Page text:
Each of the six stories in Haruki Murakami’s After the Quake is set against the backdrop of the 1995 Kobe earthquake in Japan. The stories deal with tragedy, loss, and trauma, and are permeated with a sense of mystical undercurrents and the absurd. In nearly all, there is a symbolic mirroring that threads through each story in the form of nature and wild animals. Stories feature reoccurring animals both in their wild natural form and as anthropomorphized characters. The stories explore the psychological trauma when the world and nature unexpectedly do not behave how society thinks it ought: when marriages fall apart, a parent finds a new partner, or we grow old. These smaller quakes mirror the larger event exemplified in the Kobe quake. Satsuki’s driver in Thailand said it best.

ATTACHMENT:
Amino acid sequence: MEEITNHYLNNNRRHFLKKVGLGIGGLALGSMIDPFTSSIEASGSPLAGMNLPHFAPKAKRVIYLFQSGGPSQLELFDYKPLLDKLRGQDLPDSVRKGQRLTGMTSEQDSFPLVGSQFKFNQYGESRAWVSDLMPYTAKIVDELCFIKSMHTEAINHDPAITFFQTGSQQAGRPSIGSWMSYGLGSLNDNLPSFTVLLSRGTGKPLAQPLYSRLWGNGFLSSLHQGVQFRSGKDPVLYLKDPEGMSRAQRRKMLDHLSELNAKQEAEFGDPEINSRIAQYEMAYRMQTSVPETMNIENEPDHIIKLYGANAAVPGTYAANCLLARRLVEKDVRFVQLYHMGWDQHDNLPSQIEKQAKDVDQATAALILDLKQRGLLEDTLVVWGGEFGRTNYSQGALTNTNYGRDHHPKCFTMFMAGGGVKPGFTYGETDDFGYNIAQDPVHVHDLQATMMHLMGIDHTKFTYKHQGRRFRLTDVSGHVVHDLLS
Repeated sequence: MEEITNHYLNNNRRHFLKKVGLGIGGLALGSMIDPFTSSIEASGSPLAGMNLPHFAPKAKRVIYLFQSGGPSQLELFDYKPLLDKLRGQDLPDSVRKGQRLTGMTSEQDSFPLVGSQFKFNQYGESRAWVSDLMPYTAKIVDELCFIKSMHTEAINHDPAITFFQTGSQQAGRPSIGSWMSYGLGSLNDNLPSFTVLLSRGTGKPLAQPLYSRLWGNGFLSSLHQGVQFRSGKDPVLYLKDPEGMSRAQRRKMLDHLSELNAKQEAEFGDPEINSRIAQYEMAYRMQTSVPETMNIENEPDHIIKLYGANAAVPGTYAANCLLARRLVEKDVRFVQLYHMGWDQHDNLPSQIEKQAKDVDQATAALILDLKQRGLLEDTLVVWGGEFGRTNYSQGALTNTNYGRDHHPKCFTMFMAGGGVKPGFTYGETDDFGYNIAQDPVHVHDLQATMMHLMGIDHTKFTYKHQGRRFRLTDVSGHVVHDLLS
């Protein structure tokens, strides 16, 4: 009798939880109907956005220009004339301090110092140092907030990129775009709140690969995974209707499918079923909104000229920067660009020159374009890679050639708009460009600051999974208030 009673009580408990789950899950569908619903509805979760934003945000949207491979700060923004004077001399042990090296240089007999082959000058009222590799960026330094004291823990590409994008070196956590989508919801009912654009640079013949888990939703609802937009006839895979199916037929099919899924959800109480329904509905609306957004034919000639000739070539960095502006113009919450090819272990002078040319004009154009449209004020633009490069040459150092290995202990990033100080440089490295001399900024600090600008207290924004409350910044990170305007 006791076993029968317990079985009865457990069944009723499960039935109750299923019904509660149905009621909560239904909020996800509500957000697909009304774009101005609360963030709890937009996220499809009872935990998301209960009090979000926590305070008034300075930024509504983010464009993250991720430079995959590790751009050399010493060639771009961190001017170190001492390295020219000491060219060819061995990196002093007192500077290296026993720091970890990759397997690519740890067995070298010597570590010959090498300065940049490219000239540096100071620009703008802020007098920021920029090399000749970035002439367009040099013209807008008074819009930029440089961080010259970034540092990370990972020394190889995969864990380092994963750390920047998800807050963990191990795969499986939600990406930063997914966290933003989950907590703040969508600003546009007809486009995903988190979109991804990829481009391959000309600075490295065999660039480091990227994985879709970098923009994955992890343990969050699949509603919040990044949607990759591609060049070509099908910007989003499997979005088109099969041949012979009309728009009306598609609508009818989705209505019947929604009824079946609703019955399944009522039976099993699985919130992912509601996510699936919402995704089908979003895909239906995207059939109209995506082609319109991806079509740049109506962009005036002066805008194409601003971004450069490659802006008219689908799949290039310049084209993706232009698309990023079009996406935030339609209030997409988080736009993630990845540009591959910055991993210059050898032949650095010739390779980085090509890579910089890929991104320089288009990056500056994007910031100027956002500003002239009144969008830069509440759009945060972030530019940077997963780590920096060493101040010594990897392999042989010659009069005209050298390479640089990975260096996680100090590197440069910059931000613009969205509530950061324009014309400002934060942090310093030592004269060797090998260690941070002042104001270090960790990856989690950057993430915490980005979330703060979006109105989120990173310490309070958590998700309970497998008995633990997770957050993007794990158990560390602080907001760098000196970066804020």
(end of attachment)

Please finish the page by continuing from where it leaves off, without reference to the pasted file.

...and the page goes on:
“Strange and mysterious things, though, aren’t they—earthquakes? We take it for granted that the earth beneath our feet is solid and stationary. We even talk about people being ‘down to earth’ or having their feet firmly planted on the ground. But suddenly one day we see that isn’t true. The earth, the boulders, that are supposed to be so solid, all of a sudden turn as mushy as liquid. (76)